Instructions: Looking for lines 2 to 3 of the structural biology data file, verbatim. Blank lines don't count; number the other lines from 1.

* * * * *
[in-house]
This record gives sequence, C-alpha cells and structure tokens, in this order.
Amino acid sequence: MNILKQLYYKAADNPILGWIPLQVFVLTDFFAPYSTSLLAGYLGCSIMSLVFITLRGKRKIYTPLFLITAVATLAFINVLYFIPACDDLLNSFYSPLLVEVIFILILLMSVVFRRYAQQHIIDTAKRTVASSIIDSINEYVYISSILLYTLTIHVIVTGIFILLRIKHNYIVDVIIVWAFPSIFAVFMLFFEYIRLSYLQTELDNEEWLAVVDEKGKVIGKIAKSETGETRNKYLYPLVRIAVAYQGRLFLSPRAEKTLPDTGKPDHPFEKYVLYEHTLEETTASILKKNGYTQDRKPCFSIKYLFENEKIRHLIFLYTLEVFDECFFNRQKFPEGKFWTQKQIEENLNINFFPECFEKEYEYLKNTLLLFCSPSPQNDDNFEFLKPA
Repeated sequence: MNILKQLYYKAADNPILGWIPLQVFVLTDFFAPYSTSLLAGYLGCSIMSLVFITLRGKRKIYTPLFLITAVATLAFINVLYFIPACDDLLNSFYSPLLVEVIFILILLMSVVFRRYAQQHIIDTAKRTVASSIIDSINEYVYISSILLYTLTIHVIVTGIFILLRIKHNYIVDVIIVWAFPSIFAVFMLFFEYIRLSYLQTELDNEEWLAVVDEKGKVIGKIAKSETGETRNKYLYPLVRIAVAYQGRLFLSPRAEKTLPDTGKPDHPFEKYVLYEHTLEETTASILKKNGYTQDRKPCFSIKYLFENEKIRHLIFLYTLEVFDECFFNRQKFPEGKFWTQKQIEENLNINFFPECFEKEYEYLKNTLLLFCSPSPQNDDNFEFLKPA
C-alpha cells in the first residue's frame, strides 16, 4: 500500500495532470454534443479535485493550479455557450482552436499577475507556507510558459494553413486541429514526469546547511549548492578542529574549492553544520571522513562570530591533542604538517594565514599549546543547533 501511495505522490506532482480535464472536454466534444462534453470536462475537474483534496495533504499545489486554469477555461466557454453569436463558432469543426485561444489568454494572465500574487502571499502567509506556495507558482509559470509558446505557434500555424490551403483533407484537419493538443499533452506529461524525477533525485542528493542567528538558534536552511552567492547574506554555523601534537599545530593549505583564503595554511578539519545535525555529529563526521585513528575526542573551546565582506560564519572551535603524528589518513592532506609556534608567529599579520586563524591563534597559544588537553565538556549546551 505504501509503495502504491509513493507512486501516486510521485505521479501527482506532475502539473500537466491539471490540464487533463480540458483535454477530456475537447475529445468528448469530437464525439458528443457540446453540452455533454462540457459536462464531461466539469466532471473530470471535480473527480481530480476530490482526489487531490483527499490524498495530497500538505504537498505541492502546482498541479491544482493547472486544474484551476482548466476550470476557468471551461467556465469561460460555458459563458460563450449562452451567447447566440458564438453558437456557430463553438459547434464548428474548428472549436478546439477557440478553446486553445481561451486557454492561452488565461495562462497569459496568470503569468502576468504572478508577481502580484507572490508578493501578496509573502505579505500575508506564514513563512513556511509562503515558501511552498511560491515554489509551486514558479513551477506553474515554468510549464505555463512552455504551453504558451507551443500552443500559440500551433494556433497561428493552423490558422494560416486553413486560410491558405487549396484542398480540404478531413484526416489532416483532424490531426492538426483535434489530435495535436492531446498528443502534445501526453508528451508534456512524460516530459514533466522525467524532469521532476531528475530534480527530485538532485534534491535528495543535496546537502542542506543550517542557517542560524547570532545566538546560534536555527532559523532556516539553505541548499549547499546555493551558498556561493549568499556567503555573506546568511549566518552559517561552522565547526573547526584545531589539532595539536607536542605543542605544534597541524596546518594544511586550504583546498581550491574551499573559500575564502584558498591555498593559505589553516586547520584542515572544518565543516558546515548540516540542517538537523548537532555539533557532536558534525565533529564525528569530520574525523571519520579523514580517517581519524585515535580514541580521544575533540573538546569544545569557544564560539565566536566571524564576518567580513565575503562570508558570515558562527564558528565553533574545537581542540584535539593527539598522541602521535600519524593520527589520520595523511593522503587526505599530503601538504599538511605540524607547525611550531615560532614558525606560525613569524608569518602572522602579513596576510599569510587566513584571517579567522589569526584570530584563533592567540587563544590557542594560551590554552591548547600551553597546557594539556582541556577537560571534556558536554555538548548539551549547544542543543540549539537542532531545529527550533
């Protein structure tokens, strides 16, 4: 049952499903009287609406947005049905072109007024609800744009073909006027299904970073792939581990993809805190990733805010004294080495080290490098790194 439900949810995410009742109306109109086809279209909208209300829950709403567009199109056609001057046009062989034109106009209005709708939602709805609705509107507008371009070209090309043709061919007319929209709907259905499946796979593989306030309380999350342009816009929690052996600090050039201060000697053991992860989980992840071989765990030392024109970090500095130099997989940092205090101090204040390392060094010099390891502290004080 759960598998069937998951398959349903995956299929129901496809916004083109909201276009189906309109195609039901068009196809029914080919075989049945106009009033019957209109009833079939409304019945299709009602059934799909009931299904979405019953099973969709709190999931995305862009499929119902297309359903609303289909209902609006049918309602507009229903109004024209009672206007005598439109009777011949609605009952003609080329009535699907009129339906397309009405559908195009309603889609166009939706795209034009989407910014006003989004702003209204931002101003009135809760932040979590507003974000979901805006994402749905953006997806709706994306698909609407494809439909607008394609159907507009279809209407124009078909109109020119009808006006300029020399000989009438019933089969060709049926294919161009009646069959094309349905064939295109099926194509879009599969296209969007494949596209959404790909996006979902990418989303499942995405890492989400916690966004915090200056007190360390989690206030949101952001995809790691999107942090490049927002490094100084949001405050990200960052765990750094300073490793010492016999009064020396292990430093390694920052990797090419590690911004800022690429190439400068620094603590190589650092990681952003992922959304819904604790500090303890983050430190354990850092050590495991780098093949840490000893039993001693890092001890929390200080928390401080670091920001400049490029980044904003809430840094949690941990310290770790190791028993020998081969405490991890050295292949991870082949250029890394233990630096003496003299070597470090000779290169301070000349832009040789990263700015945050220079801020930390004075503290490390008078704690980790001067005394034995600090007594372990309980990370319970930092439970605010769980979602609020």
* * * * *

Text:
This record gives sequence, C-alpha cells and structure tokens, in this order.
Amino acid sequence: MNILKQLYYKAADNPILGWIPLQVFVLTDFFAPYSTSLLAGYLGCSIMSLVFITLRGKRKIYTPLFLITAVATLAFINVLYFIPACDDLLNSFYSPLLVEVIFILILLMSVVFRRYAQQHIIDTAKRTVASSIIDSINEYVYISSILLYTLTIHVIVTGIFILLRIKHNYIVDVIIVWAFPSIFAVFMLFFEYIRLSYLQTELDNEEWLAVVDEKGKVIGKIAKSETGETRNKYLYPLVRIAVAYQGRLFLSPRAEKTLPDTGKPDHPFEKYVLYEHTLEETTASILKKNGYTQDRKPCFSIKYLFENEKIRHLIFLYTLEVFDECFFNRQKFPEGKFWTQKQIEENLNINFFPECFEKEYEYLKNTLLLFCSPSPQNDDNFEFLKPA